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Looking past the pandemic: Could building on our willingness to change translate to healthier lives?

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Published: April 28, 2020

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Comments

azure
April 30, 2020

I was in NY, on Long Island for 11 days in mid March. I always walk a mile to two in the neighborhood I stay in–I see maybe 3 or 4 other people walking usually. By now, I know where the less heavily trafficked streets are & always include them in a walk. This past March, there was less vehicular traffic then there’d been in the past 15-120 years and far more people walking and cycling.

As soon as people have places to drive to–restaurants, workplaces, etc. they’ll be driving. And it’ll be just as unpleasant (polluted, risky as most of that neighborhood has no sidewalks) to walk. Oh, and usually alot of commercial jets are periodically routed over that part of the Island although it’s 15 miles from the nearest airport. The air was far less polluted–by noise, jet fuel exhaust, and motor vehicle exhaust. There weren’t even many landscapers at work, so less leafblower, huge lawnmower exhaust noise.

As soon as traffic, landscaping and jet noise resume, the number of walker & cyclists will shrink. Except in places like Manhattan, (and even there, motor vehicles are allowed to dominate -take up the most space, ditto aircraft like helicopters), where walking is the best way to get around at times/for many–at least before you get on a bus or the subway.

In the US, people don’t walk or cycle because it’s often unpleasant and risky to do so. Pedestrians deaths have increased in the US, and particularly in supposedly “green” cities like Portland, OR. They drive to exercise–how many people work out in gyms when they could walk or run outside for at least 5 months out of the year?
That’s how the US is. As someone who’s tried to change that where she now lives, I can say that it’s very difficult. Public officials, elected and hired, pay lip service to creating a more “walkable” town (and a small one at that), but the money’s spent elsewhere. There’s always a ‘reason’. There’s alot more federal funding for highways, etc., then there is for sidewalks, bike lanes, bike paths, or best of all separated (by space/preferably green, from vehiclular traffic) multiuse paths with enforcement of cycling rules, i.e, you don’t run over/crowd pedestrians off of a shared path.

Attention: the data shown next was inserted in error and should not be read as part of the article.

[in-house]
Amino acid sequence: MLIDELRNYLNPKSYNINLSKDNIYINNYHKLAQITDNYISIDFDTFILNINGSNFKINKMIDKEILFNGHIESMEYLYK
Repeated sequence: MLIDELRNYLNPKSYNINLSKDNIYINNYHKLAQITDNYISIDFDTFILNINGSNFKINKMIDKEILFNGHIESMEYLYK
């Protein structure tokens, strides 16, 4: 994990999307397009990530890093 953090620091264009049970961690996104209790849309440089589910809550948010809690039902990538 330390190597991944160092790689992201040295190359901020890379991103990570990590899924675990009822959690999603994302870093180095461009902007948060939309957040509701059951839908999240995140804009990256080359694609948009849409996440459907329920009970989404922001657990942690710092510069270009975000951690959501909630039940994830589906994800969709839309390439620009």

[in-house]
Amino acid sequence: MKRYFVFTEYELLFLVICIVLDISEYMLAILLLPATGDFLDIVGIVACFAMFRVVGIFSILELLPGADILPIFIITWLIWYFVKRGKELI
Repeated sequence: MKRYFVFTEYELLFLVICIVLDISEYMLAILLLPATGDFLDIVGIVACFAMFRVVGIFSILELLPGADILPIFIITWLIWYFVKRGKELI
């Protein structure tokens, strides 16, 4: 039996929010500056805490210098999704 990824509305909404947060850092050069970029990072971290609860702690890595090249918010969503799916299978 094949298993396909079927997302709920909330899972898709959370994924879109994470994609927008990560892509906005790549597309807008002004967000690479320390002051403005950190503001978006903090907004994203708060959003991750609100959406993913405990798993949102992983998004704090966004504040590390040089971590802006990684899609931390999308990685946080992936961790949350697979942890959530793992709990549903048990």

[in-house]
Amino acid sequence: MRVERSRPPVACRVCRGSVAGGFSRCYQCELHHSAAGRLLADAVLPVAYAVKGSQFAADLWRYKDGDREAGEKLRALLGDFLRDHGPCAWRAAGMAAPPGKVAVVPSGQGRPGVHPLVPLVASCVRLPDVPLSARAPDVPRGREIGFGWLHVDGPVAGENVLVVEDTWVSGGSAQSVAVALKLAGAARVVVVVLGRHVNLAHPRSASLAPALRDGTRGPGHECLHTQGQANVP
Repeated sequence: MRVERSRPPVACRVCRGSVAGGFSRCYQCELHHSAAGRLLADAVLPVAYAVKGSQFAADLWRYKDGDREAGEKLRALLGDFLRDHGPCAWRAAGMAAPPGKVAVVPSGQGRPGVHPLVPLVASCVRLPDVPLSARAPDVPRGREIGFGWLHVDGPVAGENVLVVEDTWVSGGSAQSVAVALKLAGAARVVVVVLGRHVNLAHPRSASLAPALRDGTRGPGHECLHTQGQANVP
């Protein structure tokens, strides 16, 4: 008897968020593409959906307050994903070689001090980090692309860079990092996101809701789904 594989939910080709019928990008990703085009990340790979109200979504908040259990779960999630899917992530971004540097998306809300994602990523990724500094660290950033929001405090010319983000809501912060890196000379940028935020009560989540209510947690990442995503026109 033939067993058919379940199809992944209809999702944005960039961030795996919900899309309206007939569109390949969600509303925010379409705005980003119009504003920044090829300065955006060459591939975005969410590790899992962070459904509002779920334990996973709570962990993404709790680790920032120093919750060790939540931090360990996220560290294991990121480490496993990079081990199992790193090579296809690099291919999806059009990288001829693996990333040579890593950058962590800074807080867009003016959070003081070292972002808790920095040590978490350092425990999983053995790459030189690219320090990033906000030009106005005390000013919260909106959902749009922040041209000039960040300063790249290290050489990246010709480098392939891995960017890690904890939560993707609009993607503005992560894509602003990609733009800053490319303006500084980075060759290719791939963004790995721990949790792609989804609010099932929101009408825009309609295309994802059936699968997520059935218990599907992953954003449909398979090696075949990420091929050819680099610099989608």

As little as people in the US, and apparently MDs, are willing to admit it, you can’t just change it on your own unless you’ve got alot of money or are close to obsessed. You need community support, you need elected and appointed/hired public officials who are at least willing to listen and to experiment–to build on the work of others in the US who have taken concrete & successful steps towards building places where people can safely walk and enjoy walking and cycling AND use those means of transport as a way to get where they want and need to go.

Al Lewis
April 30, 2020

Thanks for posting, Steve. Imagine how vigilant we would be if we were all twins and our twin just had a heart attack. That’s how we’ve reacted to COVID, or as you say, you quit smoking after you get lung cancer.

Or if you lose at Boggle to someone you always beat, you go home and practice.

The other thing is, we know how to avoid COVID. We don’t know how to lose weight and keep it off. So that’s another part of the equation.

Nonetheless, here’s hoping you’re right!

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